The aim of BRAHIT in Brazil is to showcase the cardio-relay collaboration model between cardiologists and the primary health system with telemedicine.
The project is funded by the Danida Research Center, from the Ministry of Foreign Office, and is conducted with supporting advice from the Danish Embassy in direct collaboration with the Ministry of Health in Brazil.
BRAHIT aims to improve the management of heart failure in challenged populations. As in REAFEL, primary care doctors request support from the hospital cardiologists on a chat-like function for deciding on need for evaluation and for adjustment on medicine for heart failure.
Patients, who may be isolated in areas with difficult access, receive visits from “community agents”, who are neighbours that have received a three-month training to gather observations on the patient’s condition (pain, breathlessness, etc). These community agents make a focused report in the primary care clinic. Primary care doctors can then communicate with heart specialists at the INC using messaging and teleconferences as needed. Finally, patients receive heart medicines and educational guidance from their primary care doctors, delivered through help from the community agents.
Evaluating the success
To evaluate the success of BRAHIT, different methods will be applied, including a pilot phase and a clinical trial.
The general hypothesis is that the cardio-relay collaboration model, using telemedicine aid, can improve the quality of care management of chronic heart disease, and reach out to weak patients.
In the clinical trial, the first hypothesis is that the proportion of patients receiving correct heart medications for heart failure will increase from 30% to 60% in those managed according to the BRAHIT model. The second hypothesis is that use of the BRAHIT model will result in a reduction of readmissions for heart failure in 90 days after discharge from 50% (current proportion of readmissions) to 30%.
To quantify the use of target medications, a BRAHIT score was constructed. It is based on changes of clinical parameters (such as weight or medication doses), where the best condition is 0 point and increasing points indicate worsening.
The components of the BRAHIT score at baseline, and after 6 and 12 months will give an estimate of the success of the project for heart failure management. The evaluation will also take into account additional parameters such as occurrence of fainting, hospital admission, occurrence of atrial fibrillation, cardiac death, and death of any cause (including unknown cause).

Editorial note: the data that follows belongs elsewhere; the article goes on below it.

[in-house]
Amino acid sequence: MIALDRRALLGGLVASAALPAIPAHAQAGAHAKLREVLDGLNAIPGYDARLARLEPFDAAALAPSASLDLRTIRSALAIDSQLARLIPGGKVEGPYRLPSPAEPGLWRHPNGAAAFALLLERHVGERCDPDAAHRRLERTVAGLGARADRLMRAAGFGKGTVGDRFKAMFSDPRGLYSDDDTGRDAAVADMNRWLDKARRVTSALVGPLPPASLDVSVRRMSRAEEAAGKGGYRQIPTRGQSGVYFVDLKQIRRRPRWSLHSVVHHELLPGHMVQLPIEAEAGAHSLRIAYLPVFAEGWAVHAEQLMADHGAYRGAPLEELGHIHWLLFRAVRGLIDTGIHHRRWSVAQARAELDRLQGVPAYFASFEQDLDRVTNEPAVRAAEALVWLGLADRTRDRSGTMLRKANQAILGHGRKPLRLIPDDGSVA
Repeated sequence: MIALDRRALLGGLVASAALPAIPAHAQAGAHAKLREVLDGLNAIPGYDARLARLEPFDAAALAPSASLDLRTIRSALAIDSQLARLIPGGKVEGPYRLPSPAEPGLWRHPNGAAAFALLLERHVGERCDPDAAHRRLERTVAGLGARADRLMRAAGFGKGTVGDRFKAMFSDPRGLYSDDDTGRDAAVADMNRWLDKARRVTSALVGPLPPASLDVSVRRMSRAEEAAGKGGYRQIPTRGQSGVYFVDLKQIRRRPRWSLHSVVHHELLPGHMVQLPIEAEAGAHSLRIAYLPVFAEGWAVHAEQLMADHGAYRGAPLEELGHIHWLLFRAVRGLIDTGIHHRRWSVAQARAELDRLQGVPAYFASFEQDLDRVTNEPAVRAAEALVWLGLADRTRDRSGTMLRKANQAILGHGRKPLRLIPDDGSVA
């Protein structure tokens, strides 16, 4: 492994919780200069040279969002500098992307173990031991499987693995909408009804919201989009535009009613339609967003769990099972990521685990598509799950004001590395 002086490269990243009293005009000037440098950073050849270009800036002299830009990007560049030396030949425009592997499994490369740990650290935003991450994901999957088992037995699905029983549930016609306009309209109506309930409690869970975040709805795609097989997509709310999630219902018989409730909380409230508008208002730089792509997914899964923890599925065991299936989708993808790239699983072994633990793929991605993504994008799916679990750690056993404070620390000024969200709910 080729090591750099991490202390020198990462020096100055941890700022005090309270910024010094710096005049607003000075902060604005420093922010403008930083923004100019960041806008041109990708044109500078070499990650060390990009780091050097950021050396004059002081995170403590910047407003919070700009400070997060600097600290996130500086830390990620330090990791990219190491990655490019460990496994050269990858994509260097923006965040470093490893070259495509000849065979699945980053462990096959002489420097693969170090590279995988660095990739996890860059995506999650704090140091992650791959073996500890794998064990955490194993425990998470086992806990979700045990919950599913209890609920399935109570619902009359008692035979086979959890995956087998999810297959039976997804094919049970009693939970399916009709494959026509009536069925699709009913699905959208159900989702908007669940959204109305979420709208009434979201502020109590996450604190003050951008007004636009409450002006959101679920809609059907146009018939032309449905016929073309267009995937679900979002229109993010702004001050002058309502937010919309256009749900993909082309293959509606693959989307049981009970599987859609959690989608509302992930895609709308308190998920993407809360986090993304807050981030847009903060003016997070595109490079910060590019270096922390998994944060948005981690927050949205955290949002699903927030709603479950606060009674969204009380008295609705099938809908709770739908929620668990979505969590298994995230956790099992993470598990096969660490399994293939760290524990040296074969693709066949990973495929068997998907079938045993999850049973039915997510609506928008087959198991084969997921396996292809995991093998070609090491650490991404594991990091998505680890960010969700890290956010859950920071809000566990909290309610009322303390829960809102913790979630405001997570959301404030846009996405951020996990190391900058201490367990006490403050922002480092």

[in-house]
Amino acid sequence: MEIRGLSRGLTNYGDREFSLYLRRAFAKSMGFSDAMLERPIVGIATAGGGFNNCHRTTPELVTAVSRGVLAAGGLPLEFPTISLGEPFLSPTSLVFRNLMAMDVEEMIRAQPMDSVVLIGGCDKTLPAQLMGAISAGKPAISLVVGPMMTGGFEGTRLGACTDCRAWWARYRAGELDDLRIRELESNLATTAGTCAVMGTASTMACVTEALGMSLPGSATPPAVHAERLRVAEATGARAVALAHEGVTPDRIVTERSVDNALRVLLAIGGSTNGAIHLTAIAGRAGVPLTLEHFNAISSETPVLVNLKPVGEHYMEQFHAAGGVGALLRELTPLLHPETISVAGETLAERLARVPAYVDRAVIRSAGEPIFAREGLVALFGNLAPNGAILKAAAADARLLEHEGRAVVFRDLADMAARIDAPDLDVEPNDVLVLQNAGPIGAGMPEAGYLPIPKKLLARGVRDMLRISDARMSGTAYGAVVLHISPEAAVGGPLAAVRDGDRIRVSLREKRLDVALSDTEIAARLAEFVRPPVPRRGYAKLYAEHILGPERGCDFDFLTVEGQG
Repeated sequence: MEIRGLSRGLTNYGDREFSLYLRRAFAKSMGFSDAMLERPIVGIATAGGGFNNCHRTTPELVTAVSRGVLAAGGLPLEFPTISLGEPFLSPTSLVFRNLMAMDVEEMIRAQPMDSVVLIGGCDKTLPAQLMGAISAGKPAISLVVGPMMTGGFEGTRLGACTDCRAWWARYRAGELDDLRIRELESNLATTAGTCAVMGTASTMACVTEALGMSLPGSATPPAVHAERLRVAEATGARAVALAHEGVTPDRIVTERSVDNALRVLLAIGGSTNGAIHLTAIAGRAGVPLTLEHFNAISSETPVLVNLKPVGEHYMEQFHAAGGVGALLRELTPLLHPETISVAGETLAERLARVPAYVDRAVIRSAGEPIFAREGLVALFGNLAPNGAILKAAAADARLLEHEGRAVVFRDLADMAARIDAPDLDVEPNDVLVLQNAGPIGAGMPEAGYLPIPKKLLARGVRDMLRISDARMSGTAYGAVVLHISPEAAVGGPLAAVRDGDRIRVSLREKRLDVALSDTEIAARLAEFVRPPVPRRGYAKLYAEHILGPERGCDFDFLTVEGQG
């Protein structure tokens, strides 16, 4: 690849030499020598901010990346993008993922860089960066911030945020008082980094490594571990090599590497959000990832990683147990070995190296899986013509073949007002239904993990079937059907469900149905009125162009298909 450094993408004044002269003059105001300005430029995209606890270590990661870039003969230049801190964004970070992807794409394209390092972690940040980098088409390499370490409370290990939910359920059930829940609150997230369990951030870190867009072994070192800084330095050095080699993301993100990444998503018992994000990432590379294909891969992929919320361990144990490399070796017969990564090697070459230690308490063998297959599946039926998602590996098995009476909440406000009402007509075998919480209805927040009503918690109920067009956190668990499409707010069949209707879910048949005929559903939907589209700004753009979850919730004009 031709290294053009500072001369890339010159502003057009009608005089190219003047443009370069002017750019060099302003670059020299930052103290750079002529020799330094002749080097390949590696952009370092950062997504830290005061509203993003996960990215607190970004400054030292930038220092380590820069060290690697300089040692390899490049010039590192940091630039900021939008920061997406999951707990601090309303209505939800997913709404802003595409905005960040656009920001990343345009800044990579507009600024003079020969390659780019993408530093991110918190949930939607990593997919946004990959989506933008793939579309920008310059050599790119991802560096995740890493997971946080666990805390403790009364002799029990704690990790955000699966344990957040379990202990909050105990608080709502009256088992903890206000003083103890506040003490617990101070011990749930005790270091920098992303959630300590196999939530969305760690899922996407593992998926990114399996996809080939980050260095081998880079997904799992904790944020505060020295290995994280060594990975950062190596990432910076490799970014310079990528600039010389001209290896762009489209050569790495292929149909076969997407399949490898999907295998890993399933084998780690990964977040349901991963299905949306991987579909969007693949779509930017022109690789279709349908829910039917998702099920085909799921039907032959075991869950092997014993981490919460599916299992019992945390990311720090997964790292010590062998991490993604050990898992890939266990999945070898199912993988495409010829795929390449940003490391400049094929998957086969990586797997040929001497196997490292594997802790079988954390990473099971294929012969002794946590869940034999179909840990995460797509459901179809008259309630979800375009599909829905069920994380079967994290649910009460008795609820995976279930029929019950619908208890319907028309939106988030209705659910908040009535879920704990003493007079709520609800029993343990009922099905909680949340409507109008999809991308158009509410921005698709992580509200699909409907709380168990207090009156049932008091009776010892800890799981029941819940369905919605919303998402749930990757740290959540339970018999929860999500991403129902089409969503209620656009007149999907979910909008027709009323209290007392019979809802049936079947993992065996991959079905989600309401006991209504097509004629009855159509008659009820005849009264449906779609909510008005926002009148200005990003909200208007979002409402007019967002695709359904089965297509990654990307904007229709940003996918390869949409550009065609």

The experience of both patients and clinicians (cardiologists, primary care doctors and community agents) will be analysed through interviews.
Towards globalising the cardio-relay model
Altogether, the current research addresses innovative solutions to alleviate inequality of health care in socio-geographically challenged populations. At the end of the project, Dr Dominguez aims to have demonstrated that management of heart failure with cardio-relay is a model that can be globalised to other conditions using telemedicine in Brazil.
For more information about the project visit the webinar: https://www.dropbox.com/s/je8hmfqyqm8aoel/Helena_Dominguez_1080p_05.mp4?dl=0
What sparked this idea to create such a collaboration between primary care professionals and specialised cardiologists first in Denmark and now in Brazil?
<> The REAFEL project was conceived with Anne Frølich, Professor of multi-disease and telemedicine. Prof Frølich provided a novel Danish sensor, C3 from Cortrium, for heart rhythm monitoring. The easy use of C3 in a GP setting was combined with a remote guide from the Cardiologist, as a new collaboration model: cardio-relay. Helena Dominguez presented this concept in a seminar organised by the University of Copenhagen and Innovation Center Denmark (Danish Foreign Office). Cardio-relay was envisaged as having great potential for the management of heart failure in remote patients in Brazil and BRAHIT took form, after receiving a grant from the Danida Fellowship Center.